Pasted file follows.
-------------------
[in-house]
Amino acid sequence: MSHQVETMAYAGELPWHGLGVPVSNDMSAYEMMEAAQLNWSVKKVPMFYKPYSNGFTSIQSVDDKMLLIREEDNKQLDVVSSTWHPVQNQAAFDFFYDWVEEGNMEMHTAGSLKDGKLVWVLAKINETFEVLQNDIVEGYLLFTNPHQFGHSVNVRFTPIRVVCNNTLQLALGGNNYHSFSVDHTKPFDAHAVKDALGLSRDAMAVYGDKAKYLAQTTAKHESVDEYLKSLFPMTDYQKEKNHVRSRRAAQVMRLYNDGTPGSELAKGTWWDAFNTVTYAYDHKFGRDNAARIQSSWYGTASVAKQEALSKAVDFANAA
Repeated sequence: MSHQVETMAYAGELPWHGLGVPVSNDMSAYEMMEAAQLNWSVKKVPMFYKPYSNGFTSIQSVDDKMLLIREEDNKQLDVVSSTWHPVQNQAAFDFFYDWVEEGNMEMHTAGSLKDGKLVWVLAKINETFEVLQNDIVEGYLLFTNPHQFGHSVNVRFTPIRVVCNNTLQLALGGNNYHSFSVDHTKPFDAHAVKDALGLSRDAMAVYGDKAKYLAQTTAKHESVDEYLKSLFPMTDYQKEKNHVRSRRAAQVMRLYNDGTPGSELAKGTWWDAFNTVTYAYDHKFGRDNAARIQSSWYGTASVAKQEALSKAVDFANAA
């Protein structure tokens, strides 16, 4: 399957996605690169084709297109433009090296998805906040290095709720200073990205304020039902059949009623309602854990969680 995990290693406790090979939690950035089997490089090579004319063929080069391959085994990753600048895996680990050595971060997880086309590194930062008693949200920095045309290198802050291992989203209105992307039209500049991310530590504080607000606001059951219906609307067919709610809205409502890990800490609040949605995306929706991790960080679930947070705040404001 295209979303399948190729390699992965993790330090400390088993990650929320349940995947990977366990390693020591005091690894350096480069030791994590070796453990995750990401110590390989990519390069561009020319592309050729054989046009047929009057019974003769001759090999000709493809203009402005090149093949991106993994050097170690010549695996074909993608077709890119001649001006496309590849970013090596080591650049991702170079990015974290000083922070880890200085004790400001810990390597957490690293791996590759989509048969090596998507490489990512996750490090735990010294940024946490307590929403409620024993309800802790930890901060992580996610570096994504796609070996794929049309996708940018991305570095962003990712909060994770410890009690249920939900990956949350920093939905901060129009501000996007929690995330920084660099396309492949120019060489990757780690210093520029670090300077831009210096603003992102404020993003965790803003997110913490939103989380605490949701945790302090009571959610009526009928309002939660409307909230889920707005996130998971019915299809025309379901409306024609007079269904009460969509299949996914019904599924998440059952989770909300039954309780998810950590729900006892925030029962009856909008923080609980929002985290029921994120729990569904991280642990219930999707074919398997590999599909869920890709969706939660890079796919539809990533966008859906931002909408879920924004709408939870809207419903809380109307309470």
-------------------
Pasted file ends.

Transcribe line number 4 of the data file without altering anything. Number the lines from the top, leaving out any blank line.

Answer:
């Protein structure tokens, strides 16, 4: 399957996605690169084709297109433009090296998805906040290095709720200073990205304020039902059949009623309602854990969680 995990290693406790090979939690950035089997490089090579004319063929080069391959085994990753600048895996680990050595971060997880086309590194930062008693949200920095045309290198802050291992989203209105992307039209500049991310530590504080607000606001059951219906609307067919709610809205409502890990800490609040949605995306929706991790960080679930947070705040404001 295209979303399948190729390699992965993790330090400390088993990650929320349940995947990977366990390693020591005091690894350096480069030791994590070796453990995750990401110590390989990519390069561009020319592309050729054989046009047929009057019974003769001759090999000709493809203009402005090149093949991106993994050097170690010549695996074909993608077709890119001649001006496309590849970013090596080591650049991702170079990015974290000083922070880890200085004790400001810990390597957490690293791996590759989509048969090596998507490489990512996750490090735990010294940024946490307590929403409620024993309800802790930890901060992580996610570096994504796609070996794929049309996708940018991305570095962003990712909060994770410890009690249920939900990956949350920093939905901060129009501000996007929690995330920084660099396309492949120019060489990757780690210093520029670090300077831009210096603003992102404020993003965790803003997110913490939103989380605490949701945790302090009571959610009526009928309002939660409307909230889920707005996130998971019915299809025309379901409306024609007079269904009460969509299949996914019904599924998440059952989770909300039954309780998810950590729900006892925030029962009856909008923080609980929002985290029921994120729990569904991280642990219930999707074919398997590999599909869920890709969706939660890079796919539809990533966008859906931002909408879920924004709408939870809207419903809380109307309470």